Music was vital in my home since forever. My parents couldn’t function without it. But I remember an afternoon out of the ordinary. My mom and dad had taken out a couple of records and were listening to them over and over, louder than usual.

I took one of the covers to take a closer look: four young men looked down from a balcony, sporting short hair and blazers. They seemed “normal.”

The other side, however, displayed four men looking down from the same balcony, only this time they sported long hair and beards, and I remember thinking they were totally different people.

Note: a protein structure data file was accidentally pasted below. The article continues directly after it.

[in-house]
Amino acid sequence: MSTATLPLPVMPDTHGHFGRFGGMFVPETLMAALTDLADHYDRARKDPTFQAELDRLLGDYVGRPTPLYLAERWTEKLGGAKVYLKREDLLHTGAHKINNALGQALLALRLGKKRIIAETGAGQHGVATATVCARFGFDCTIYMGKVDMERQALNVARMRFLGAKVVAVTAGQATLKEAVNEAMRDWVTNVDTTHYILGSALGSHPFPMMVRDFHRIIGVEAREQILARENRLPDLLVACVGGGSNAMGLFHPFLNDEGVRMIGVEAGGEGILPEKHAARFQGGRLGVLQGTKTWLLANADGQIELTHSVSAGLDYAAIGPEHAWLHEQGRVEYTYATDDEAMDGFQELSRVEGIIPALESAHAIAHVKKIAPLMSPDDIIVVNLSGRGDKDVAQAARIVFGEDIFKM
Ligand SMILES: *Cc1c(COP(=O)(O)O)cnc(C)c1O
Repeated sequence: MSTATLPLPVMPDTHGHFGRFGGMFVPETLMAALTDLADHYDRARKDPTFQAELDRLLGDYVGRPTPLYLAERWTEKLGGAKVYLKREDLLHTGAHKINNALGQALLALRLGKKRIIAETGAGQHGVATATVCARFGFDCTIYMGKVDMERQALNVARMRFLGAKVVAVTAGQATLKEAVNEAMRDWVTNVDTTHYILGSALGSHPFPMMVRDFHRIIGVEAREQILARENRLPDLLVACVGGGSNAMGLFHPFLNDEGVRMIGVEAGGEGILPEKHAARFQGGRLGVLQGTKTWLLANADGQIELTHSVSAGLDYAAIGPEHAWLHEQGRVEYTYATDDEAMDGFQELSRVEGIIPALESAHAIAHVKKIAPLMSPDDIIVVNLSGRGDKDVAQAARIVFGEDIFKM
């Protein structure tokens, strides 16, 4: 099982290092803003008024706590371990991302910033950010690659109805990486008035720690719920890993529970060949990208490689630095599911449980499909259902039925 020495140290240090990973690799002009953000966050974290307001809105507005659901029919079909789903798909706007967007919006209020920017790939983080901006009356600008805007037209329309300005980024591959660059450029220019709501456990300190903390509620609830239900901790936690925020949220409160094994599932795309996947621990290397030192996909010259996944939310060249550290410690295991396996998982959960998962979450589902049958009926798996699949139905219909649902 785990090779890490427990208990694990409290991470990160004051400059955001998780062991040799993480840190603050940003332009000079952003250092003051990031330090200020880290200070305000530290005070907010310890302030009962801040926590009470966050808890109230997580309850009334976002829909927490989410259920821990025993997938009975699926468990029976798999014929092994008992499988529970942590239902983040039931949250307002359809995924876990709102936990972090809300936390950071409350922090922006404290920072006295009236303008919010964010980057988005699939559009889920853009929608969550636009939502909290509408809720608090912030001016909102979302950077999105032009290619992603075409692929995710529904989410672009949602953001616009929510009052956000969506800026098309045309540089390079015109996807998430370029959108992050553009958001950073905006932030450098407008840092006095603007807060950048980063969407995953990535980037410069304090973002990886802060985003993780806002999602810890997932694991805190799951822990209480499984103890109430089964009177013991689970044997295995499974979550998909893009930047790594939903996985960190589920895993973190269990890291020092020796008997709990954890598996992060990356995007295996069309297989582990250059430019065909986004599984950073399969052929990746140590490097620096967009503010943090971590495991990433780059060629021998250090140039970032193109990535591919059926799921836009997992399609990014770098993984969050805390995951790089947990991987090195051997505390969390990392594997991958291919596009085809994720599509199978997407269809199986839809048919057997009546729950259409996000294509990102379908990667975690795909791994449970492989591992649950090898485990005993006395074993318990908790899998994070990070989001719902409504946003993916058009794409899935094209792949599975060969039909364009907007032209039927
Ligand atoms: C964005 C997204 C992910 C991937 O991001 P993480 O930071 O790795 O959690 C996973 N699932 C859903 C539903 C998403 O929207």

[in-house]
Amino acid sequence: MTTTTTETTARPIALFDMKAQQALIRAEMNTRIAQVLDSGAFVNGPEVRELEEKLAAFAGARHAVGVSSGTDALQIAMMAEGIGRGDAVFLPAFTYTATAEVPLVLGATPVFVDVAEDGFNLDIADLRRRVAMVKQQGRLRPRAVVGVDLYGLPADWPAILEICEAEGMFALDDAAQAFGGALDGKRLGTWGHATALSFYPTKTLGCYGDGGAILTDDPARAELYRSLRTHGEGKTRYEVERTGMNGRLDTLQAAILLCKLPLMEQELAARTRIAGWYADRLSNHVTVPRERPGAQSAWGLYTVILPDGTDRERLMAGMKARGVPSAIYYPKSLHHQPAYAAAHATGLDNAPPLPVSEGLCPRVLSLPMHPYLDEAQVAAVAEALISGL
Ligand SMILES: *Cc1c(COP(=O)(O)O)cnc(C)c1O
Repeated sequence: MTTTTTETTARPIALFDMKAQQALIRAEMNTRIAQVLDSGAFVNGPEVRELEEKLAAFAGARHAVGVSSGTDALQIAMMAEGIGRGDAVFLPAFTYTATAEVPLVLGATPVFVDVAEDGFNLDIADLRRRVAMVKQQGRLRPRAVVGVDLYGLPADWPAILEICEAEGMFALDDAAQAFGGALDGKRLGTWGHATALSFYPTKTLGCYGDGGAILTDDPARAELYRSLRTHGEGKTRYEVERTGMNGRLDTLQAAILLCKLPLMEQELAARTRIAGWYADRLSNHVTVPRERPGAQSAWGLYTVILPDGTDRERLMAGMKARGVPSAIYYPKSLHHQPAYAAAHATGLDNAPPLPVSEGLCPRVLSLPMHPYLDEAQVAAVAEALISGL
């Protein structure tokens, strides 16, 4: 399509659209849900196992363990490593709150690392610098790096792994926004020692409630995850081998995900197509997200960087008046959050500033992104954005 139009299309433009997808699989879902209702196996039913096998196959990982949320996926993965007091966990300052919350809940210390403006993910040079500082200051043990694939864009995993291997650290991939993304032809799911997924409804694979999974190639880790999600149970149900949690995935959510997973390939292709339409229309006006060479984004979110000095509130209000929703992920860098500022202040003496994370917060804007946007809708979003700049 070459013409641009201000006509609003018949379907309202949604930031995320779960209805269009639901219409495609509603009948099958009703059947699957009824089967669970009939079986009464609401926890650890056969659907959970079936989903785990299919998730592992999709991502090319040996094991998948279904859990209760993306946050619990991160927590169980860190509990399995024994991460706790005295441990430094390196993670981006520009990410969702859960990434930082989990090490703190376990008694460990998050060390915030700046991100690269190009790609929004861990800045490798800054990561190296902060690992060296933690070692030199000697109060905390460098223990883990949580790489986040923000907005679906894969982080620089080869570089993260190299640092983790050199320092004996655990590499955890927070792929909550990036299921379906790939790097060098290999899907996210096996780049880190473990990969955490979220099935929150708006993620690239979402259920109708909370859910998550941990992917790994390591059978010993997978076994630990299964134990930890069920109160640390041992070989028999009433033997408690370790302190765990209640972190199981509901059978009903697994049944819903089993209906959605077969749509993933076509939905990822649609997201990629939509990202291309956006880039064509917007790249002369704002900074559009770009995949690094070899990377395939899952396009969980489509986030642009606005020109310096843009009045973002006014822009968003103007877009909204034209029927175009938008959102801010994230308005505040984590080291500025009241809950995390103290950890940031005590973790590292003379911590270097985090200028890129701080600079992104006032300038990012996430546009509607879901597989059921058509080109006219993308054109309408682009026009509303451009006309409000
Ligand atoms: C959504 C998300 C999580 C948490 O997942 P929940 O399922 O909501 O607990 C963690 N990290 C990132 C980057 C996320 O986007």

–Is the one they killed here? I asked.
–Yes, that’s him- my father replied while pointing towards one of the young men.

I turned the record cover around and asked:

–And is he here?
–Yes, that’s him- he said, as he pointed to one of the young men.
–Why does he have long hair and a beard here? I enquired.
–Because he’s already become a hippie by then- my mom said.

That Tuesday afternoon, on December 9, while my parents paid their own private tribute to John Lennon, I understood the meaning of Fashion and of what appearances could communicate. It was unusual to see long-haired and bearded men in Chile at that time. They seemed a different kind of people. They were!

“We, of that time, are no longer the same,” wrote Pablo Neruda once. For me, Fashion makes that affirmation tangible.

A few days later, while my grandmother read a book, I looked at a small bust of Christ she kept over the shelf and asked her:
-Was Jesus a hippie too?

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